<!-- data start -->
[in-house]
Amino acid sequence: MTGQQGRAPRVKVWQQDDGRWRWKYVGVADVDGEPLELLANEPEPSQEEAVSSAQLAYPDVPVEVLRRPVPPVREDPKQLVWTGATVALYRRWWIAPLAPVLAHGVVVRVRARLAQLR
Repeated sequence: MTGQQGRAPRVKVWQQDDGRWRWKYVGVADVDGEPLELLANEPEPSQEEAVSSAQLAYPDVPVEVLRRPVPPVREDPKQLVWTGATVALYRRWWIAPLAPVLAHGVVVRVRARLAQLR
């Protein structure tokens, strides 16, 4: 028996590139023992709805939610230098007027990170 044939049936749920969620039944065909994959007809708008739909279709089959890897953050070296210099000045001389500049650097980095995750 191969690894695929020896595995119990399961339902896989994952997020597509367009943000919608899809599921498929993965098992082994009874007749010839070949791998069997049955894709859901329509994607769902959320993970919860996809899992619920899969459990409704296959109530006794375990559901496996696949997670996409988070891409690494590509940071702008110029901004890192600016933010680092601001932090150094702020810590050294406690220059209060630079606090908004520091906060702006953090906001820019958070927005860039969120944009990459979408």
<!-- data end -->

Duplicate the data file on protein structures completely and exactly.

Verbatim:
[in-house]
Amino acid sequence: MTGQQGRAPRVKVWQQDDGRWRWKYVGVADVDGEPLELLANEPEPSQEEAVSSAQLAYPDVPVEVLRRPVPPVREDPKQLVWTGATVALYRRWWIAPLAPVLAHGVVVRVRARLAQLR
Repeated sequence: MTGQQGRAPRVKVWQQDDGRWRWKYVGVADVDGEPLELLANEPEPSQEEAVSSAQLAYPDVPVEVLRRPVPPVREDPKQLVWTGATVALYRRWWIAPLAPVLAHGVVVRVRARLAQLR
């Protein structure tokens, strides 16, 4: 028996590139023992709805939610230098007027990170 044939049936749920969620039944065909994959007809708008739909279709089959890897953050070296210099000045001389500049650097980095995750 191969690894695929020896595995119990399961339902896989994952997020597509367009943000919608899809599921498929993965098992082994009874007749010839070949791998069997049955894709859901329509994607769902959320993970919860996809899992619920899969459990409704296959109530006794375990559901496996696949997670996409988070891409690494590509940071702008110029901004890192600016933010680092601001932090150094702020810590050294406690220059209060630079606090908004520091906060702006953090906001820019958070927005860039969120944009990459979408």